UConn's Handling of Kevin Ollie a Critical Warning to Athletic Departments
Image via NY Post
In the Spring of 2018, UConn fired head basketball coach, Kevin Ollie, after the school self-reported numerous NCAA violations that occurred in the program under Ollie’s watch. At the time, Ollie still had more than a year left on his contract at the time of his dismissal, but UConn insisted that the firing was for cause due to the violations which would void the buyout provisions in his contract.
However, after a lengthy legal battle, an independent arbitrator has ruled that UConn improperly fired their former coach and must pay him more than $11 million. Attorney Jacques Parenteau called the ruling a “total vindication” for Ollie and that it proves the NCAA’s decision to place UConn on probation and sanctioning Ollie in 2019 was “erroneous and unfounded.”
UConn officials adamantly disagree with the decision and believe they were in the right to fire Ollie with cause due to the alleged violations. Instead of waiting for the conclusion of the investigation into the program, the school claims it did not have “the luxury of waiting more than a year before terminating Ollie for the misconduct the university was aware he had engaged in.”
“The arbitrator’s decision is nonsensical and seriously impedes the university’s ability to manage its athletics program,” the university said in a statement. “It also sends a signal to other coaches in Connecticut that they may ignore NCAA rules with impunity and continue to be employed and paid.”
While UConn can insist on its innocence all they want, they’re still on the hook for the $11 million. But in the bigger picture, this ruling should serve notice to athletic administrators and university presidents moving forward.
In the last couple months, we’ve seen numerous coaches sign massive contracts to either stay at their current school or take over a new program. With these massive contracts comes massive buyouts. With many schools across the country having quick triggers, agents representing these coaches are placing more emphasis on protecting them with strong buyout provisions in their contract. For example, if Texas A&M’s Jimbo Fisher were to be fired without cause prior to next season, the Aggies would be on the hook for north of $80 million. Now, it’s extremely unlikely that A&M would let Fisher go now, but it goes to show how big these buyouts are getting.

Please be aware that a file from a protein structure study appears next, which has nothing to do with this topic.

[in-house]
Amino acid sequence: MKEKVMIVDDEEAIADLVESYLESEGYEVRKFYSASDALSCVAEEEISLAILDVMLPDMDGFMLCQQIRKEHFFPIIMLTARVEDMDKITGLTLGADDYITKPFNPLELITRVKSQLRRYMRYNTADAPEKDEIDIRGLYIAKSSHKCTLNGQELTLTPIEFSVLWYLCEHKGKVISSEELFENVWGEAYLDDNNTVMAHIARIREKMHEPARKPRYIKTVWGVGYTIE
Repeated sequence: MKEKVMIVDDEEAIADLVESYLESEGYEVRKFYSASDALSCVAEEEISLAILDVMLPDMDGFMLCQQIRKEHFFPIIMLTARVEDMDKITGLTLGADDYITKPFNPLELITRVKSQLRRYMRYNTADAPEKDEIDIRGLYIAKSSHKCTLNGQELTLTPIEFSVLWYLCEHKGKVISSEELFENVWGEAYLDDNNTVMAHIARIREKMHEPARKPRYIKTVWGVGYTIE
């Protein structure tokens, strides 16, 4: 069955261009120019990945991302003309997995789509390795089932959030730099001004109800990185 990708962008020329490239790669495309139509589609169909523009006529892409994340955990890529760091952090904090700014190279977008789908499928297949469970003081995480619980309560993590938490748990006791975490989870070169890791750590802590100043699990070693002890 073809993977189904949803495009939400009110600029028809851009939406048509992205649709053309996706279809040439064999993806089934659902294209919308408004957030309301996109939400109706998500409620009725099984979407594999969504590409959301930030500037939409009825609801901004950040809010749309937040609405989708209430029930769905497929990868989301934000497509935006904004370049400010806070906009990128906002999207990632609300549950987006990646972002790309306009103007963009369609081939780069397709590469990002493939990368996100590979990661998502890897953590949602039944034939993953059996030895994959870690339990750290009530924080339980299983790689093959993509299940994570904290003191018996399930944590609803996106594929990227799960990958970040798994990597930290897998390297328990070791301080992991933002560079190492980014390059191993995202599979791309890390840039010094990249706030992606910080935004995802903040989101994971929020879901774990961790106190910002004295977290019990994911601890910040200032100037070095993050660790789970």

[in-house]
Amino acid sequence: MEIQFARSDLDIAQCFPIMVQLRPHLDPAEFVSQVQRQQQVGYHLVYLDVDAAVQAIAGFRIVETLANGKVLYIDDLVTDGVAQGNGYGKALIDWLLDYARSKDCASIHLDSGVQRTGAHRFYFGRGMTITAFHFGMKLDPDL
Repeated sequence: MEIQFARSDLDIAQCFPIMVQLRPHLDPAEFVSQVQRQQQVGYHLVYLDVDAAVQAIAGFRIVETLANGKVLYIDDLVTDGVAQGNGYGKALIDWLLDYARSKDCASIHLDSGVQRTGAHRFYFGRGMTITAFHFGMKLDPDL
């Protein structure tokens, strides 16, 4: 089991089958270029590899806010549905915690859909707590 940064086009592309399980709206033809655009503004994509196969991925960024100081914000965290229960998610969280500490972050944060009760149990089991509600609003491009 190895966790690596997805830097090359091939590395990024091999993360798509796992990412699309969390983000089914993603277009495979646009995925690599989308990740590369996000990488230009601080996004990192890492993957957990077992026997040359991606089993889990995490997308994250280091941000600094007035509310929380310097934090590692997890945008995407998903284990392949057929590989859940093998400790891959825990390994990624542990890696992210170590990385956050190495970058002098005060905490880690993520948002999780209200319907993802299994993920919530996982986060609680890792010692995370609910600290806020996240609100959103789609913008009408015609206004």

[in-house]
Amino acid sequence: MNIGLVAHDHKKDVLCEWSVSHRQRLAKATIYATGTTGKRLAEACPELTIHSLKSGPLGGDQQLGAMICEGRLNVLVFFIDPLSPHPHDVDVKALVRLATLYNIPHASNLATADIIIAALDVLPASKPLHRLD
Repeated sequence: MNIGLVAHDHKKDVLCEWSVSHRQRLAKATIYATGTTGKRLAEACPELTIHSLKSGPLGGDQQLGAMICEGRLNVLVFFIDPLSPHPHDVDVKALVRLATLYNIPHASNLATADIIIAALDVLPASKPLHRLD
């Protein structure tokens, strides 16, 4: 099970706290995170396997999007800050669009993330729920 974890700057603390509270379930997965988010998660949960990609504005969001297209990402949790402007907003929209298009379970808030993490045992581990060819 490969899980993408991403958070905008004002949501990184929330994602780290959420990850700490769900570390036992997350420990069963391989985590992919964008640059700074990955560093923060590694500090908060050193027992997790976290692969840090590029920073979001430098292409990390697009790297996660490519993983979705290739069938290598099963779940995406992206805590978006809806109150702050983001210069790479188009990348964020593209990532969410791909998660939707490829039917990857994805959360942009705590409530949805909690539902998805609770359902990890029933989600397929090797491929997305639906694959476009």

But a way for schools to get around paying these buyouts when their coach’s programs start struggling is firing them for cause. And in some cases, schools attempt to dig up dirt to avoid the liability. We saw this as recently as 2020 when Tennessee self-reported recruiting violations allegedly committed by then head coach Jeremy Pruitt. After signing him to a contract extension after his team started 2-0 earlier in the season, the Vols lost 7 of their final 8 contests. Of course, the news of Tennessee’s self-reporting came after their 7th and final loss.
The similarities are striking in the Kevin Ollie/UConn situation. After winning the national championship in 2014, UConn only returned to the NCAA Tournament one more time and slumped to two consecutive losing seasons before Ollie was terminated in 2018. With significant money still owed to Ollie heading into the next season, UConn pulled the “self-reporting” card to fire him with cause. But here’s the question that looms large: If UConn was competing for conference titles and making deep postseason runs in Ollie’s last few years on the job, would UConn have self-reported violations? I don’t think so.
For any school looking to get out of paying a fired coach’s buyout, you’d better have a real reason to do so. The arbitrator's ruling in the Kevin Ollie/UConn case should send a message that “digging up dirt” to save money on an underperforming coach is risky business. A contract is a contract, and if a school is not happy with the buyout language in, they probably shouldn’t have agreed to it. Coaching college ball is a tremendously hard profession, especially in today’s environment. People sometimes criticize coaches for making “too much” money, but the amount of time and effort they put into their job deserves some protection. Improperly firing a coach for cause is simply an unethical move.
To make matters worse, UConn doesn’t just owe Ollie $11 million over a prolonged stretch, they owe it in the next 10 business days. Not ideal for athletic department that reported that its budget deficit rose from just over $43 million to nearly $47 million in 2021.